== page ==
Once more Kepler is right. A visible star cannot be at an infinite distance; nor, by the way, can an invisible one:21

If there were an infinite altitude of the sphere of the fixed stars, that is, if some fixed stars were infinitely high, they would also be in themselves of an infinite corporeal bulk.

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[paragraph continues] Imagine, indeed, a star, seen under a certain angle, for instance, 4´; the amplitude of such a body is always a thousandth part of its distance, as we know from geometry. Consequently if the distance is infinite, the diameter of the star will be the thousandth part of the infinite. But all the aliquot parts of the infinite are infinite. Yet at the same time it will be finite, because it has a form: all form is circumscribed by certain bounds, that is, [all form] is finite or limited. But we have given it a form when we have posited it as visible under a certain angle.

The impossibility of a visible star's being at an infinite distance thus demonstrated, there remains the case of an invisible one.22

But what, you will ask, if it were so small as not to be seen? I answer that the result is the same. It is necessary, indeed, that it occupy an aliquot part of the circumference that passes through it. But a circumference of which the diameter is infinite is itself infinite. Thus it follows that no star, either visible, or having vanished because of its smallness, is separated from us by an infinite distance.

It remains only to ask ourselves whether an infinite space without stars can be posited. Kepler replies that such an assertion is utterly meaningless, since wherever you put a star you will be at a finite distance (from the earth) and if you go beyond, you cannot speak of a distance.23

Finally, even if you extend the place without stars to infinity, it is certain that wherever you put a star into it, you will have a finite interval and a finite circumference determined by the star; thus, those who say that the sphere of the fixed stars is infinite commit a contradiction in adjecto.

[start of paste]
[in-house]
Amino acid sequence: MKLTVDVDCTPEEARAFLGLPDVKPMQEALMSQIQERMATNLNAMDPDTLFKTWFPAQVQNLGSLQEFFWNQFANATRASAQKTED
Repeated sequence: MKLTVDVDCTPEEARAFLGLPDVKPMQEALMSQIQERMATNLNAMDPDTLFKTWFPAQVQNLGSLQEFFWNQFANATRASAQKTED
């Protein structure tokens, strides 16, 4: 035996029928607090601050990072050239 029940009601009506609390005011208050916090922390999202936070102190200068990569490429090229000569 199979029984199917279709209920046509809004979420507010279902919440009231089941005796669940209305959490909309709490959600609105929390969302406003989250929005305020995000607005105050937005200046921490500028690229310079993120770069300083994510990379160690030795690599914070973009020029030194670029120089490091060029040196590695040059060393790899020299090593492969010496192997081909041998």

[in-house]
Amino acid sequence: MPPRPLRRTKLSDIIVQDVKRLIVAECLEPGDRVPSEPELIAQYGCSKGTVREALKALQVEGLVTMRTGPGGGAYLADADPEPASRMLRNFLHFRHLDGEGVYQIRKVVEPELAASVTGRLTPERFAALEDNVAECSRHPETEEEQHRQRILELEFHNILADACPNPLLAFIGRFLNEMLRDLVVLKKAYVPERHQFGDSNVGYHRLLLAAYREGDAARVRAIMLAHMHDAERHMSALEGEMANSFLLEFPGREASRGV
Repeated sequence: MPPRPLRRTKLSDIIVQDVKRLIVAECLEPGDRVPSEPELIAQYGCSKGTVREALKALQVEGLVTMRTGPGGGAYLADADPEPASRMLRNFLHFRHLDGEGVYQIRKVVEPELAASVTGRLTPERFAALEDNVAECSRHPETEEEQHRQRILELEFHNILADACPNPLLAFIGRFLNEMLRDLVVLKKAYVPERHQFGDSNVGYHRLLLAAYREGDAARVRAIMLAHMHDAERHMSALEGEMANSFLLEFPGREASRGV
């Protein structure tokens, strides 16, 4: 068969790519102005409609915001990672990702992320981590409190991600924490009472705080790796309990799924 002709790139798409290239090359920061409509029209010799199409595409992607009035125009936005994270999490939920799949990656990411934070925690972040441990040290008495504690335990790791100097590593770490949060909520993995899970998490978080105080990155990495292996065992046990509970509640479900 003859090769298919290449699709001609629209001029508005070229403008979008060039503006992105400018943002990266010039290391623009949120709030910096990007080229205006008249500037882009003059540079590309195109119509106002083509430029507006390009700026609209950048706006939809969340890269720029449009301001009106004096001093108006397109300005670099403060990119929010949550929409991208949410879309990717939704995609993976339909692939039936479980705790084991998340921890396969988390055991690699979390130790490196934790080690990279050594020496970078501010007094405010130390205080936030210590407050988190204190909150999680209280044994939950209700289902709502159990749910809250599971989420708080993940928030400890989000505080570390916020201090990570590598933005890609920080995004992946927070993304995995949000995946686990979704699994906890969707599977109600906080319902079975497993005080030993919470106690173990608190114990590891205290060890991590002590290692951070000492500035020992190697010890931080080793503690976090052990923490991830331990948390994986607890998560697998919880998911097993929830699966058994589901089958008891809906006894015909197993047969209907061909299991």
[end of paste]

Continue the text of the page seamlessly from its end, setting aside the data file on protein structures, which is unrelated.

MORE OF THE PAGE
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[paragraph continues] In truth, an infinite body cannot be comprehended by thought. For the concepts of the mind concerning the infinite are either about the meaning of the term " infinite," or about something which exceeds all conceived numerical, visual, tactual measure: that is, something which is not infinite in actu, as an infinite measure can never be thought of.

Kepler, once more, is perfectly, or at least partially, right. It is quite certain that wherever you put a star you will find yourself at a finite distance from your starting point, as well as from all other stars in the universe. A really infinite distance between two bodies is unthinkable, just as an infinite integer is unthinkable: all integers that we can reach by counting (or any other arithmetical operation) are necessarily finite. Yet it is perhaps too rash to conclude therefore that we have no concept of the infinite: does it not mean precisely—as Kepler tells us himself—that it is what is "beyond" all number and all measure?

Furthermore, just as in spite of—or because of—the finiteness of all numbers we can go on counting without end, can we not also go on putting stars in space, all, of course, at finite distances, without ever coming to an end? Certainly we can, provided we abandon Kepler's empirical, that is, Aristotelian or semi-Aristotelian, epistemology which precludes this operation, and replace it by another: an a priori Platonic or at least semi-Platonic one.